Usually, patients remain unaware of the demands health care technology makes on the time and attention of physicians. The patient may sense the doctor is always rushing and perhaps not spending as much time with them as they would like, but they don’t realize that the computerization of the medical office is part of the reason why.
Health care providers, for their part, may feel the reliance on computer platforms has become excessive—a phenomenon I call over-tech. They may think, “Is all this technology helping me?” Health IT has become a kind of background noise in the practice of medicine, one that is often annoying and disruptive to performance. What happened?
We wanted to replace paper.
Electronic medical records (EMRs) and electronic health records (EHRs) have been around for a long time. Originally, they were just computerized replacements of the paper documents used to keep track of patient care.
As paper records transitioned to computer databases, demands placed on the patient chart increased. For example, insurance payers realized that computerized records strengthened their ability to ensure doctors asked patients specific questions and documented the answers.
Administration eclipsed patient care.
As the process of computerizing ambulatory care unfolded, more thought was given to the administrative demands of health care delivery than to the needs of people who actually care for patients. We try to remedy this by developing computer systems and records designed by clinicians for clinicians. We try to harness technology to automate routine administrative tasks.
But the problem goes deeper. Medicine is highly regulated; many government entities have a say over health care, and each wants care delivered or compensated in a certain way. While these entities may have the interest of the public and patients at heart, they contribute to the administrative burden felt by physicians. Next, toss in insurance companies—whose policies often pressure doctors to try to see as many patients as possible.
What to do?
So what can health care providers do to turn down the noise?
Make sure you select the right platform. My advice to medical practices: First, select the right health IT platform for your practice. One that makes getting the information you need to practice and document care as easy as possible.
That the system should make it easy to chart care during an in-person visit is taken for granted. Consider, however, that you may need records from a hospital by the patient the week before—that’s a different computer system. You may need records from their previous doctor—that’s a different computer system, or maybe it wasn’t even computerized. Look for a system that can obtain and integrate these records and, when possible, bring information to you automatically and even organize it for you.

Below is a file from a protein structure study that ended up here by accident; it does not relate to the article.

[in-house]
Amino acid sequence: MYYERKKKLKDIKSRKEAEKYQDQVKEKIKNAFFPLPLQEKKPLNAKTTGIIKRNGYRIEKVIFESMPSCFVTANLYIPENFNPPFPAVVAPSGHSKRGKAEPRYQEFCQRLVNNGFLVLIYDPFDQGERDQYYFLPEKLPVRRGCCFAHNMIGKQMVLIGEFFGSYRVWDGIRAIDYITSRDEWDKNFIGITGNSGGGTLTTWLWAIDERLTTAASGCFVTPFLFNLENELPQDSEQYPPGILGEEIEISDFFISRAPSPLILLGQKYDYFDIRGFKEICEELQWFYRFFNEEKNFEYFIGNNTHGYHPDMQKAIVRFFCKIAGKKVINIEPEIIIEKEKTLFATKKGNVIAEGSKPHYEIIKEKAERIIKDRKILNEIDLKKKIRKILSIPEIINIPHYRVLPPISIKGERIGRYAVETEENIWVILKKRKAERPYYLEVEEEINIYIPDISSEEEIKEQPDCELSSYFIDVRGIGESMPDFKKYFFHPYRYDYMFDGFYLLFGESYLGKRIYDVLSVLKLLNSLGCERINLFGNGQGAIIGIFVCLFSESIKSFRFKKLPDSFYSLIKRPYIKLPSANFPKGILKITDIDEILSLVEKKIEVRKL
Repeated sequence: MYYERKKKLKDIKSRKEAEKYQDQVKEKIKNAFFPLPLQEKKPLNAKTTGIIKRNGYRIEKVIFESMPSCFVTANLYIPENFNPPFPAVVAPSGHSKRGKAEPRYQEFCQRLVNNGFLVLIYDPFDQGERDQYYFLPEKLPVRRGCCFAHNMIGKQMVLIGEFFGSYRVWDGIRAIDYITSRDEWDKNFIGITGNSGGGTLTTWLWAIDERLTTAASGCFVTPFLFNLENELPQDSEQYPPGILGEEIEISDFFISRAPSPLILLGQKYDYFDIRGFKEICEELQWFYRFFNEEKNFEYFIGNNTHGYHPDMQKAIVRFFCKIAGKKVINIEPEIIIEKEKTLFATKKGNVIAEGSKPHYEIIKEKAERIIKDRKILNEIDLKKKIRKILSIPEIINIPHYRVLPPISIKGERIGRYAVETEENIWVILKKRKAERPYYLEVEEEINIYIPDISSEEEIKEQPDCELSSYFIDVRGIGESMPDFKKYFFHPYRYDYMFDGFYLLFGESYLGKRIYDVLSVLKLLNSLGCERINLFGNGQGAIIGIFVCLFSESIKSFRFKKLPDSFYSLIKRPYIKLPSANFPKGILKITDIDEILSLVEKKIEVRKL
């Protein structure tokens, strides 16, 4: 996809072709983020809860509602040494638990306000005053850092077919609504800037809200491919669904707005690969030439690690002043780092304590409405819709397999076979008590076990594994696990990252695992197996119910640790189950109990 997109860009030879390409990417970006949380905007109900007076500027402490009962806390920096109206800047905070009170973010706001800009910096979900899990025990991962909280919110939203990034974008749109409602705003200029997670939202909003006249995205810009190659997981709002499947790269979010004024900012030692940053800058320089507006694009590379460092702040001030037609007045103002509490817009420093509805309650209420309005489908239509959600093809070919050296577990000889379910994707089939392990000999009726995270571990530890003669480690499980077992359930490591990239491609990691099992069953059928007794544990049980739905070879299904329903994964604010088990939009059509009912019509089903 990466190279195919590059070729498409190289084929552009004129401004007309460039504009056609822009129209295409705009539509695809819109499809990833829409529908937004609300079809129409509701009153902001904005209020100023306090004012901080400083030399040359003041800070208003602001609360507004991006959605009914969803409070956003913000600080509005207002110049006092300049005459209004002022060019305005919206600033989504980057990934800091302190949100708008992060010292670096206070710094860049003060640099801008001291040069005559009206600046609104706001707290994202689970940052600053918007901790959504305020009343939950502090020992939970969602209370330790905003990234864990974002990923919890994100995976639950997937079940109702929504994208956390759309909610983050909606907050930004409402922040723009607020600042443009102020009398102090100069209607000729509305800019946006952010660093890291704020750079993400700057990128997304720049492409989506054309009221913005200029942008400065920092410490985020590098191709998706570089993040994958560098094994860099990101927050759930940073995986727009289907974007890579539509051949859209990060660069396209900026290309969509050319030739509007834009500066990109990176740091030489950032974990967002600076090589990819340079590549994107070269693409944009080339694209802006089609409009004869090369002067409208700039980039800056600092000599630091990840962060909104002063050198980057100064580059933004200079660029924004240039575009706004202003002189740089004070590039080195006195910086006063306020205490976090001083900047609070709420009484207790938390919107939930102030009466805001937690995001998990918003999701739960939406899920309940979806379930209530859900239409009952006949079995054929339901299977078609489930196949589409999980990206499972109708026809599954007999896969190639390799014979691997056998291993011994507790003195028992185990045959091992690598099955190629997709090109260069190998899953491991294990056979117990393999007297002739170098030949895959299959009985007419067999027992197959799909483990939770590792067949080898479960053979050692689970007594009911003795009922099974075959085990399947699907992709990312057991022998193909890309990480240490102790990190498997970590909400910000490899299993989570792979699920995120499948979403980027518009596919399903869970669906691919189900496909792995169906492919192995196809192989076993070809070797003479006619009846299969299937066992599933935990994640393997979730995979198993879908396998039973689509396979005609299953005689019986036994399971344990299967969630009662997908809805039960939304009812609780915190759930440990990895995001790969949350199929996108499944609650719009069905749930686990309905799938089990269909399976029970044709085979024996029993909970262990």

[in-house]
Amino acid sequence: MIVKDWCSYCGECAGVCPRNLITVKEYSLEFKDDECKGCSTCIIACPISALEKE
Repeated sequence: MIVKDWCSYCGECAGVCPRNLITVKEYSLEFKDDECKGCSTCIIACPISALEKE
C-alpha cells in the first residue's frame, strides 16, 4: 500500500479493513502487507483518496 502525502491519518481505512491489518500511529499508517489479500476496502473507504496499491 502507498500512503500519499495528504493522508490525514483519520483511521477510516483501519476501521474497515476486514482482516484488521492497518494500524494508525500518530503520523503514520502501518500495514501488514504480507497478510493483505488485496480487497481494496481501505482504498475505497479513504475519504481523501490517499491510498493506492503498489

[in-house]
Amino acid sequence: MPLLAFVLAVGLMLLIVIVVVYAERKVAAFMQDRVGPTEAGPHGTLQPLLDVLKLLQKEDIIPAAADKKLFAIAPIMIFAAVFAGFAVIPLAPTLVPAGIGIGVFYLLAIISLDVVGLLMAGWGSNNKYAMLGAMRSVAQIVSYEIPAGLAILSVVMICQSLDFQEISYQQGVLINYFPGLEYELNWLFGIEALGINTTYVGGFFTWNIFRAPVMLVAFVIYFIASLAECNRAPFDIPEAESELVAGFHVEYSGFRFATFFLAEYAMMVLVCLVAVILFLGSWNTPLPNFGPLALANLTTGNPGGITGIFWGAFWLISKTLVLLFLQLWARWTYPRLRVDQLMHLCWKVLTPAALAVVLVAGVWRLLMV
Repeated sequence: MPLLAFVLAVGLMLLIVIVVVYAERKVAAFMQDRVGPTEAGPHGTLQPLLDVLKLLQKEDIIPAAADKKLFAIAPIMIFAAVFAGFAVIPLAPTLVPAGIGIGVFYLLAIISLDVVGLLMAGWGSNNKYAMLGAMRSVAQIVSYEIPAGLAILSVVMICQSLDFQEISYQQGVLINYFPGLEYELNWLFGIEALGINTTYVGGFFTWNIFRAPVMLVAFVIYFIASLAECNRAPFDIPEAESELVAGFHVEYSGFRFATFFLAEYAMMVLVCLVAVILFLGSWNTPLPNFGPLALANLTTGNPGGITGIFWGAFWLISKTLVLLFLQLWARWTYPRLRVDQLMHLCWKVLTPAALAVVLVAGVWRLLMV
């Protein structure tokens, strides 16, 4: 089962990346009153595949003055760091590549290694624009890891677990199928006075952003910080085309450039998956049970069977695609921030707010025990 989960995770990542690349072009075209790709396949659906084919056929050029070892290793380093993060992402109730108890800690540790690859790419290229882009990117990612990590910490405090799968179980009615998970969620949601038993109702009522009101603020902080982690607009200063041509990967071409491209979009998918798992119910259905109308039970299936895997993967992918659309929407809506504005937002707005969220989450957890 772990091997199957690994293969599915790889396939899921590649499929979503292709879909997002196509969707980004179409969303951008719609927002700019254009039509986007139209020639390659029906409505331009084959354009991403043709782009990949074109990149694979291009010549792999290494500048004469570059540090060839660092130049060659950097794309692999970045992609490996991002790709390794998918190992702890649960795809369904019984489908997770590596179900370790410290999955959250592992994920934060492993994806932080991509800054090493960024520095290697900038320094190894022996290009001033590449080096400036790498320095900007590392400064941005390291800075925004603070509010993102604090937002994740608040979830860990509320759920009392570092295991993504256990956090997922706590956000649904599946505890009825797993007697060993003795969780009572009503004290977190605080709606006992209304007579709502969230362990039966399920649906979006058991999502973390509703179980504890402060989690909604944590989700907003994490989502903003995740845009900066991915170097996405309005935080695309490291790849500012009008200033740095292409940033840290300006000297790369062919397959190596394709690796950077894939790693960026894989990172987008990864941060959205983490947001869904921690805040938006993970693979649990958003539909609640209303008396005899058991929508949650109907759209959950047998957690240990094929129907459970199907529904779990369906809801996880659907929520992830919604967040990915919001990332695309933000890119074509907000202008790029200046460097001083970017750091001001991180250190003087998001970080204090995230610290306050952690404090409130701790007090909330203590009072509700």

Get to know your EHR. It continually surprises me that medical practices often don’t grasp the importance of a solid understanding of the EHR system they use daily. Whether or not you like computers, as a doctor, you use these things 6, 8, 10, or 12 hours a day. Do as much as you can to understand how the system works and how to use it efficiently.
Talk to your EHR vendor, talk to peers who share the same vendor, and go to user conferences. Learn as much about the system as you can. Love it or hate it, the more you know about your EHR, the more efficiently you can use it. Hopefully, you’ll find it less burdensome and more helpful when caring for patients.
Use your voice. Voice recognition technology gives us the ability to decode the human voice. It’s increasingly popular for everyday consumers—think of smart assistants such as Amazon Alexa, Siri, Echo, and Google Assistant. It will be increasingly important for providers who will find opportunities to use this technology to ease their documentation burden.
Get on board with mobile. Mobile devices are getting better, faster, and more powerful. You may be pleasantly surprised by how many administrative tasks you can tackle with your smartphone or tablet and how much faster and easier it is than the desktop EHR.
Lower your administrative burden
The goal: Turn down the noise that emanates from computer systems in the medical office and the multitude of systems in the health care space that don’t do a good job of talking to one another. Get on board now.
Robert Murry is chief medical officer, NextGen Healthcare. He brings to this position more than 20 years of extensive clinical experience and background in health IT. Previously, Dr. Murry served as the company’s chief medical information officer (CMIO) since May 2017. During his time as CMIO, he was the “voice of the physician” across specialties, product safety, and government/regulatory affairs. Before becoming CMIO, he was the company’s vice president of clinical product management, responsible for clinical oversight and workflow design.